In addition to the high fees that HOAs can, and do, levy on condo owners, they also set strict guidelines on renovations. When buying and renovating a property that falls under an HOA, you’re agreeing to their terms for and their control of the rehab. This can include anything from the type of fixtures you install to the color of paint used on the walls. Even the most permissive of associations will still require that you get their approval before you begin your work–and that can take months to obtain. Whether you want to rehab and resell or buy and hold, any obstructions or delays to your renovation can seriously cramp your style and impede your profits–and, unfortunately, there’s little you can do about it.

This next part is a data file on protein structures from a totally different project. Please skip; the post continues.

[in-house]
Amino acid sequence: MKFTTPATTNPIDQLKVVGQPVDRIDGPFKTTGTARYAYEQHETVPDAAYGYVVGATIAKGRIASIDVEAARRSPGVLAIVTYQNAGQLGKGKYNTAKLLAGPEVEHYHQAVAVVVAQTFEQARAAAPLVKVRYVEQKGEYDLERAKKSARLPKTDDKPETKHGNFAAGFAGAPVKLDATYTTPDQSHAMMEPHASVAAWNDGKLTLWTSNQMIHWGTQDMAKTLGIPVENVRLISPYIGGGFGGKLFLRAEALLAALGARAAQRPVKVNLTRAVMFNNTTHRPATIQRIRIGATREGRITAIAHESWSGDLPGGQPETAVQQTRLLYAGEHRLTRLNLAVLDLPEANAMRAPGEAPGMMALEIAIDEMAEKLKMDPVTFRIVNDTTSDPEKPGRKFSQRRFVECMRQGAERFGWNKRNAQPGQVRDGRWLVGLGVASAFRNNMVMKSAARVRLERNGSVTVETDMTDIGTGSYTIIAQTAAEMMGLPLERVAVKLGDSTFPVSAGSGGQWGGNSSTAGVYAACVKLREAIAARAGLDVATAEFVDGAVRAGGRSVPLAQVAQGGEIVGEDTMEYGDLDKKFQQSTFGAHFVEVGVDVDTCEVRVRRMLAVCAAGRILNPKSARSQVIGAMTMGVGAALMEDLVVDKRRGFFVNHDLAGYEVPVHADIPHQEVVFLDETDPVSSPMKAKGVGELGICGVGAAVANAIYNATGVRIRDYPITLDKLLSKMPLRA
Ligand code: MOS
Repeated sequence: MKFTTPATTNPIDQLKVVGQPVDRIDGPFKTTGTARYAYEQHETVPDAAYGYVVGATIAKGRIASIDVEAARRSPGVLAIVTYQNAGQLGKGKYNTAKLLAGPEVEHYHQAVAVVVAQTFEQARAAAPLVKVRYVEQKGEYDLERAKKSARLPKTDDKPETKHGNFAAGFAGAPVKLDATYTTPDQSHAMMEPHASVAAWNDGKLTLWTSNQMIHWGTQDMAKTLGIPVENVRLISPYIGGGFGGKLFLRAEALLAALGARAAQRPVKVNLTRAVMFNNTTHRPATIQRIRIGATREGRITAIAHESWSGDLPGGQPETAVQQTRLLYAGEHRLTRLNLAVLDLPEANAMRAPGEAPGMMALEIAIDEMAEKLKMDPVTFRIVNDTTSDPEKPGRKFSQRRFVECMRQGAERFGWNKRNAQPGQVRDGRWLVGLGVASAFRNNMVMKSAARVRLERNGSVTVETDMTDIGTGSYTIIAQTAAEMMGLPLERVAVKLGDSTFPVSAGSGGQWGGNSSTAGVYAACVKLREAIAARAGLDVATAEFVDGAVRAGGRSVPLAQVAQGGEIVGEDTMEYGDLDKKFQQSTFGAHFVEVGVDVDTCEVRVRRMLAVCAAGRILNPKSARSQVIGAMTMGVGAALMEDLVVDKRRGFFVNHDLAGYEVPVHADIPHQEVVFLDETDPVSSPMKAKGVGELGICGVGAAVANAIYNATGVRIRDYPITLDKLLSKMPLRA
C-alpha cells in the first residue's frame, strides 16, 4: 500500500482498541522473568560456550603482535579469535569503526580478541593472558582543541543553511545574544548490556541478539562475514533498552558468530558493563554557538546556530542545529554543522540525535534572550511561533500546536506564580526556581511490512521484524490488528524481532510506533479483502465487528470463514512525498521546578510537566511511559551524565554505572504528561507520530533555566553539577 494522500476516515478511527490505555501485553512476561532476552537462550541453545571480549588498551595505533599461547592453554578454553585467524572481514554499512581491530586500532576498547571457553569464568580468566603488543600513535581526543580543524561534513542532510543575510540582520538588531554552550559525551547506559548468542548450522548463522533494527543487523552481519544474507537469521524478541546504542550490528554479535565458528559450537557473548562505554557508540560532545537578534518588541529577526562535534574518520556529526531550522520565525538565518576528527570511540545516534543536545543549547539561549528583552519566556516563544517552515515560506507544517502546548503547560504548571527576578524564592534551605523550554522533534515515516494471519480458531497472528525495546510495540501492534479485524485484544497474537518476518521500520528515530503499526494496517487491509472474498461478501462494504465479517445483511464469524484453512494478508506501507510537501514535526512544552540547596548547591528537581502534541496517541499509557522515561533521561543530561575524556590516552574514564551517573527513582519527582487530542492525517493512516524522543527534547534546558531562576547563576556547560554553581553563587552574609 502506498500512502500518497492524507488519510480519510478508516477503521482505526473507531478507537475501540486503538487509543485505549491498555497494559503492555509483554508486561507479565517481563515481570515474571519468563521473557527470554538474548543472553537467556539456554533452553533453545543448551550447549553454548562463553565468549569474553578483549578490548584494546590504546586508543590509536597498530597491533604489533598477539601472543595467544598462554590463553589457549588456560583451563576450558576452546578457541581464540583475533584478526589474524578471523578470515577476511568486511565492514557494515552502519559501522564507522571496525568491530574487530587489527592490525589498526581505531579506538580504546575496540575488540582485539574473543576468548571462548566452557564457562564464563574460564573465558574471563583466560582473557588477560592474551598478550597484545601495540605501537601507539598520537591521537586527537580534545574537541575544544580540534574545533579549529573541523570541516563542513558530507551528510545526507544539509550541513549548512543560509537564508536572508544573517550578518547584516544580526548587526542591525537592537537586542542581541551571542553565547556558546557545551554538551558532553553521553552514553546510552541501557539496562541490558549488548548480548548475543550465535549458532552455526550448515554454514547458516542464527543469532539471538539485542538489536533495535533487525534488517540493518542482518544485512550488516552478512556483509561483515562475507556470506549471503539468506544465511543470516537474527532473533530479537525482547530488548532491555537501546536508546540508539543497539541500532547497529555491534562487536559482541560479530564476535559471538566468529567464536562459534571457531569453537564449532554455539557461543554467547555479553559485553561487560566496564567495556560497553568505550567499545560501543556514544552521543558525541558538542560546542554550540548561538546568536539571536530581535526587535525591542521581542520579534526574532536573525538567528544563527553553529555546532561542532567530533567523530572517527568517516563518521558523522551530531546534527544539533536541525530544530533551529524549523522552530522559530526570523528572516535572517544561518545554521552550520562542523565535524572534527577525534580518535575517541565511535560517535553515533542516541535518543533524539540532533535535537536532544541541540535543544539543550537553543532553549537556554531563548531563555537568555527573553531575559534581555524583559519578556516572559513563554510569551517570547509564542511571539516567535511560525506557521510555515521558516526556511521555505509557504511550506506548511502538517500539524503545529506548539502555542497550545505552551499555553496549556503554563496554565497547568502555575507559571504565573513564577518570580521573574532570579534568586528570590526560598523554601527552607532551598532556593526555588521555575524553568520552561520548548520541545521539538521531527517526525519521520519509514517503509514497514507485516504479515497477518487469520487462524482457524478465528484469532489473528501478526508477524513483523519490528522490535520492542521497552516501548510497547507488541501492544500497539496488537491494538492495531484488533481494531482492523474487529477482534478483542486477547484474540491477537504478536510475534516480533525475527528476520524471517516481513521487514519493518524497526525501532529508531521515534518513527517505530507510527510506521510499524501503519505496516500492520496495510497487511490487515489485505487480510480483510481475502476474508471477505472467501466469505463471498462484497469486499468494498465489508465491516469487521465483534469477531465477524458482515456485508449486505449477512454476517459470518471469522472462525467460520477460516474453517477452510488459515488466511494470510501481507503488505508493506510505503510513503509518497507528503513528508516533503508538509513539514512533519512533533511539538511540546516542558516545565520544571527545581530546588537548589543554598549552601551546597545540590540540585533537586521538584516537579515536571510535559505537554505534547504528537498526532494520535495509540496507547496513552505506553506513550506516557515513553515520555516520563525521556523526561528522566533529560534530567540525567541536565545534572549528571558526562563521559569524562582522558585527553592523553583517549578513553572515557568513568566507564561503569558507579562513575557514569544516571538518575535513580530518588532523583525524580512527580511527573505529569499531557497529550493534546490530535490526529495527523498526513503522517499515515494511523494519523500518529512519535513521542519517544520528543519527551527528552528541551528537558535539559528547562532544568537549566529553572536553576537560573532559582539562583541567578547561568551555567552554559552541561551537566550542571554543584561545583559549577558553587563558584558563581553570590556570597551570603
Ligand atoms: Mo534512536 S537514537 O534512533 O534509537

Take Control: Invest in Single-family Homes

As an alternative to investing in condos, I suggest sticking with single-family residences. As long as you’ve got a reliable lead generation strategy in place, there’s no reason investing in Chicago real estate shouldn’t produce potentially good returns over and over again with single-family houses. Not only do you get to maintain control of your investment from the time you buy until the time you sell, but you get a say in how much you’re willing to spend. Unless you purchase a home in a neighborhood subject to an HOA, monthly association and assessment fees are a non-issue.